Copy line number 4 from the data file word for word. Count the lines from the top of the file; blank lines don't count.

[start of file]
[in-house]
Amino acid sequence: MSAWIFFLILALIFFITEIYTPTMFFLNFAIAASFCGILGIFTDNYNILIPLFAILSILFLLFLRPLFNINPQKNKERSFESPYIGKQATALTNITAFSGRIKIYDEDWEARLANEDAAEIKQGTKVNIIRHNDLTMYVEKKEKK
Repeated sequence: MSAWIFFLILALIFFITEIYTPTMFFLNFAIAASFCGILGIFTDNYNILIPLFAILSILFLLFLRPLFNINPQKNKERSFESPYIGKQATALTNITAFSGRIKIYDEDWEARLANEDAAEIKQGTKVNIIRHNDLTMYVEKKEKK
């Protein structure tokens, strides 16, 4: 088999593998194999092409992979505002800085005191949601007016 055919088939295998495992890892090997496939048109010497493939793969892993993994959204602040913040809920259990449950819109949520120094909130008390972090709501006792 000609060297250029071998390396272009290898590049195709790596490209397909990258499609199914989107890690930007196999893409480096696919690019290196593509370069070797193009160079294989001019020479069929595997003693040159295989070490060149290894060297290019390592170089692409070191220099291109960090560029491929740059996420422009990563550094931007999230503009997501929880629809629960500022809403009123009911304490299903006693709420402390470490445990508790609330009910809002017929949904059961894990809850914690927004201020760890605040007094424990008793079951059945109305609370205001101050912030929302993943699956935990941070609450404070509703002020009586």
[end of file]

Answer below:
């Protein structure tokens, strides 16, 4: 088999593998194999092409992979505002800085005191949601007016 055919088939295998495992890892090997496939048109010497493939793969892993993994959204602040913040809920259990449950819109949520120094909130008390972090709501006792 000609060297250029071998390396272009290898590049195709790596490209397909990258499609199914989107890690930007196999893409480096696919690019290196593509370069070797193009160079294989001019020479069929595997003693040159295989070490060149290894060297290019390592170089692409070191220099291109960090560029491929740059996420422009990563550094931007999230503009997501929880629809629960500022809403009123009911304490299903006693709420402390470490445990508790609330009910809002017929949904059961894990809850914690927004201020760890605040007094424990008793079951059945109305609370205001101050912030929302993943699956935990941070609450404070509703002020009586």